Yeah, yeah. So an army of fandroids hated Facebook Home enough to try to murder it on Google Play, with thousands of one and two star reviews. A typical response:
This sort of smackdown outnumbered four and five star blowjobs by more than 2:1.
Facebook Home will never be reviewed on iTunes, because Apple will never let Zuckerboig get a foot in the door (or a tube down the throat, if you’d prefer a more accurate metaphor).
Facebook Home is to Android what the alien facehugger was to John Hurt: a super evolved, apex parasite injecting its eggs deep into the soft tissue of the doomed and vulnerable host.
Yep, Android is doomed. At least in it’s current ‘open’ form.
There is no way el Goog can allow the ‘boig’ to get away with this. It doesn’t matter that a crushing majority of true believers in the Android way recoiled in horror from the thing.
Home is utterly infecting and poisoning, and could eventually kill off, the open experiment that so fundamentally separates Google and Apple’s mobile systems.
The control, the customisation, the autonomy that Android offers means nothing to tens of millions of Android users. Maybe hundreds of millions of them. They’re not OS freedom fighters. They just wanted a cheap phone, and that means a droid.
All your users belong to us
For a lot of users, Facebook is the internet. You can judge them for that all you want, but if you’re running a billion dollar business you’d be a fool to do so. Facebook, which made such an utter arsecake of its first attempts at mobile, has withdrawn to its stronghold with the release of Home. All of that other shit you get with a smart phone, be it Android, Apple or Windows, or even that other one that refuses to die? Fuggedabouddit.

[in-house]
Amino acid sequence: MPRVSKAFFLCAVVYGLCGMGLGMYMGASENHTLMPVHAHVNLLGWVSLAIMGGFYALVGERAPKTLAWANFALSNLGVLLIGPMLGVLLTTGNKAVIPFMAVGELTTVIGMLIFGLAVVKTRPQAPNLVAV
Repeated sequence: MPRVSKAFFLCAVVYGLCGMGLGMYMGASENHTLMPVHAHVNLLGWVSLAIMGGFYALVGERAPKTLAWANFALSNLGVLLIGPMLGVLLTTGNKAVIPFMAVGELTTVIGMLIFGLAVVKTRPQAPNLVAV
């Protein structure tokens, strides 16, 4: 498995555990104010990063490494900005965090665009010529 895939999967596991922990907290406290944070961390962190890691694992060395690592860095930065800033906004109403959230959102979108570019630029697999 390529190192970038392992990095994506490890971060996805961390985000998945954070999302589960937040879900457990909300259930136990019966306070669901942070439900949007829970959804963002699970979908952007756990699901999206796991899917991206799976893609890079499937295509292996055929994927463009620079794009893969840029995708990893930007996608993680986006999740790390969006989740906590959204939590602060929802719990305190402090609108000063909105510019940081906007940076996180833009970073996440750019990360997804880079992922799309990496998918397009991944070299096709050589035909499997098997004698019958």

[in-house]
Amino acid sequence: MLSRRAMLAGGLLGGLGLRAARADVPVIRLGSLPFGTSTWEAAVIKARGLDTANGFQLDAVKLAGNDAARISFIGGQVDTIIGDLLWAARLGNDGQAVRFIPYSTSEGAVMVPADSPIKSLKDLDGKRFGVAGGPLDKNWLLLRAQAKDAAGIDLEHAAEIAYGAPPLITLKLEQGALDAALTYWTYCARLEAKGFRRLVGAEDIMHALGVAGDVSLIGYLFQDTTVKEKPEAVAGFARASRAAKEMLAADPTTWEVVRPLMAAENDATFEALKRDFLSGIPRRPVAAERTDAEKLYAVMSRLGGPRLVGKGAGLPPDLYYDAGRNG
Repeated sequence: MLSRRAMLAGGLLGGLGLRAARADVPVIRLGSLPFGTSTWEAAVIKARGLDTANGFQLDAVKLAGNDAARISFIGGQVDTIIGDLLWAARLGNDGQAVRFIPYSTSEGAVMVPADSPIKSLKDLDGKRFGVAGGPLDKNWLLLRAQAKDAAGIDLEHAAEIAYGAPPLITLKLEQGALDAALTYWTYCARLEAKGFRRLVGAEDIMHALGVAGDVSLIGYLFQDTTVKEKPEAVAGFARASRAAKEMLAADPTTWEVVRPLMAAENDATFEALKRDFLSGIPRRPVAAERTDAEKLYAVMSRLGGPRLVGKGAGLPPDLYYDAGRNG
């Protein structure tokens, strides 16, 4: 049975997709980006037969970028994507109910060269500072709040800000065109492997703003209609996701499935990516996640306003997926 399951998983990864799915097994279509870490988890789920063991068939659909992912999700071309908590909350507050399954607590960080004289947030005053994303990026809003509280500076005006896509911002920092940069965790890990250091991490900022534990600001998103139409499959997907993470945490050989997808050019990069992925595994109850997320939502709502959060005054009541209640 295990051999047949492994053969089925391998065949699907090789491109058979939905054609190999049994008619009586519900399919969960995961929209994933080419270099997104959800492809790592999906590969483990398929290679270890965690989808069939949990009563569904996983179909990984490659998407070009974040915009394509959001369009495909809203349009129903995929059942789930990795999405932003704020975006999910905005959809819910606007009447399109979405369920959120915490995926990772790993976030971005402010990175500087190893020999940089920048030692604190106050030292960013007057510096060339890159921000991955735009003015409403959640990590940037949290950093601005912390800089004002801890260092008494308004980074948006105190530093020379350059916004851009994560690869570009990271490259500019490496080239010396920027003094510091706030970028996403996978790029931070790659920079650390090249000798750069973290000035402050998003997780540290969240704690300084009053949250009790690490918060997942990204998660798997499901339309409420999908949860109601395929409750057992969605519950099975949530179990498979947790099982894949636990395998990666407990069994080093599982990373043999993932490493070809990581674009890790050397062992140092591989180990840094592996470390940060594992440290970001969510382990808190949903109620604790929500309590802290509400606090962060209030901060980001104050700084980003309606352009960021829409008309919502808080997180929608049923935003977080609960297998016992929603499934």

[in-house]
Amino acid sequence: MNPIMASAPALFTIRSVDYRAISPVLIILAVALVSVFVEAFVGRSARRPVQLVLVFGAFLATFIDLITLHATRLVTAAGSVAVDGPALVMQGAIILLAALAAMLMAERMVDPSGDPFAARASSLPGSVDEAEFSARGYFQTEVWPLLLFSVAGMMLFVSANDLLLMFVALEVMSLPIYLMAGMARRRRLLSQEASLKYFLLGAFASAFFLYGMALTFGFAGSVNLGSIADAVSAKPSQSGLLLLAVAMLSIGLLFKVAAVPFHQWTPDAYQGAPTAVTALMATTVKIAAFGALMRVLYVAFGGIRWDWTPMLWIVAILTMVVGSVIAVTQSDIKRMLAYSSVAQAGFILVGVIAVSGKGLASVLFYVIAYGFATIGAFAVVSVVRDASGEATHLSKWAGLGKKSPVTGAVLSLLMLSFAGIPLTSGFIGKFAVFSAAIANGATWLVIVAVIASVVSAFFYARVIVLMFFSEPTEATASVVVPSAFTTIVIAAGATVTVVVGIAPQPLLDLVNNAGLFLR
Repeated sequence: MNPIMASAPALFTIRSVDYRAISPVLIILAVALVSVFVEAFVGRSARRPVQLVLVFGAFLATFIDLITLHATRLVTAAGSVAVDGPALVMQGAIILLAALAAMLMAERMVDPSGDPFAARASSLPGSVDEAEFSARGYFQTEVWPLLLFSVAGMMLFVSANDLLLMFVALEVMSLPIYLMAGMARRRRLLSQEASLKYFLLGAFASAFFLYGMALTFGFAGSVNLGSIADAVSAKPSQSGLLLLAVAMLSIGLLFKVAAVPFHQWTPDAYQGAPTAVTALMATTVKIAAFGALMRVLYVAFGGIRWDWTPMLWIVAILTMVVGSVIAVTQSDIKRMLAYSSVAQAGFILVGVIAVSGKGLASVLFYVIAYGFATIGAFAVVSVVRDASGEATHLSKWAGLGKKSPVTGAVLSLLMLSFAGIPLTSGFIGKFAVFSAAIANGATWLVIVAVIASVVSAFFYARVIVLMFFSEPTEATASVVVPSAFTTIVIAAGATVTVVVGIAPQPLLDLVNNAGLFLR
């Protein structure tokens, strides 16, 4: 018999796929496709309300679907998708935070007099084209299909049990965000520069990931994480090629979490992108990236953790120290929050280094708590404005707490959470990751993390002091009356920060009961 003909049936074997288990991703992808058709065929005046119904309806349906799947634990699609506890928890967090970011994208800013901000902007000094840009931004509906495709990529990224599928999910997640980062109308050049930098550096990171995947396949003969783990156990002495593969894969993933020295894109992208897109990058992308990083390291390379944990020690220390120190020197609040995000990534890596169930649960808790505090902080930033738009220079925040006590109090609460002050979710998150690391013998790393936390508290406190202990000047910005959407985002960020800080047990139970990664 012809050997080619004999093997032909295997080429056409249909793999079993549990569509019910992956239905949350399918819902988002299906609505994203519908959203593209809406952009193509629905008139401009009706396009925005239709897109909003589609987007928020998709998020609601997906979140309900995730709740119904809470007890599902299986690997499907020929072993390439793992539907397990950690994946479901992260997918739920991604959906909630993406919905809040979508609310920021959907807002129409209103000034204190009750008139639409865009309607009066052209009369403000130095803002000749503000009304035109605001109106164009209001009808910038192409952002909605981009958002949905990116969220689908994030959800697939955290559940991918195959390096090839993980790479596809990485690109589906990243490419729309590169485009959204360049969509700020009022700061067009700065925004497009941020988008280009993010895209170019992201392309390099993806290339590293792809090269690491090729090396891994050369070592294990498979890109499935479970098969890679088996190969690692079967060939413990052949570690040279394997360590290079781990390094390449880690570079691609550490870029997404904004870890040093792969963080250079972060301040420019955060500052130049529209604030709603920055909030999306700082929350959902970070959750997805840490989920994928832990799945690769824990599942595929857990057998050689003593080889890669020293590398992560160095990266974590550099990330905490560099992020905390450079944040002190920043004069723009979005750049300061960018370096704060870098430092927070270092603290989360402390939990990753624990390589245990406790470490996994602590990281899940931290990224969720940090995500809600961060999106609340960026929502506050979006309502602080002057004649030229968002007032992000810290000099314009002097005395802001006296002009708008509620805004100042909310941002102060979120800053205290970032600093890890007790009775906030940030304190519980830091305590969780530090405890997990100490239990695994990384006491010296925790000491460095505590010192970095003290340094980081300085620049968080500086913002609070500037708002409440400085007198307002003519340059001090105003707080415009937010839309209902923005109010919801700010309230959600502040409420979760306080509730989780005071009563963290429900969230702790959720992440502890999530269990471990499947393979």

Home is cunningly, beautifully designed to make Facebook the face of the internet for you. As long you’re willing to give up complexity and autonomy and, of course, your privacy.
A true Facebook phone is probably only eighteen months away, with Home acting as a pathfinder into the realm of mobile operating systems. I’ve got ten bucks says that within a year of it hitting the market, Google will have taken Android back ‘in house’ and locked it up just as tightly as iOS. It was a grand and beautiful experiment, in keeping with the finest traditions of Google’s very particular psychosis, the belief that free stuff will eventually pay for itself.
But having been forked in the butt previously by Amazon’s Kindle, they might finally learn their lesson with Facebook.
What happens if you offer your deadliest competitors a free shot at you with your own weapon? They’ll take it.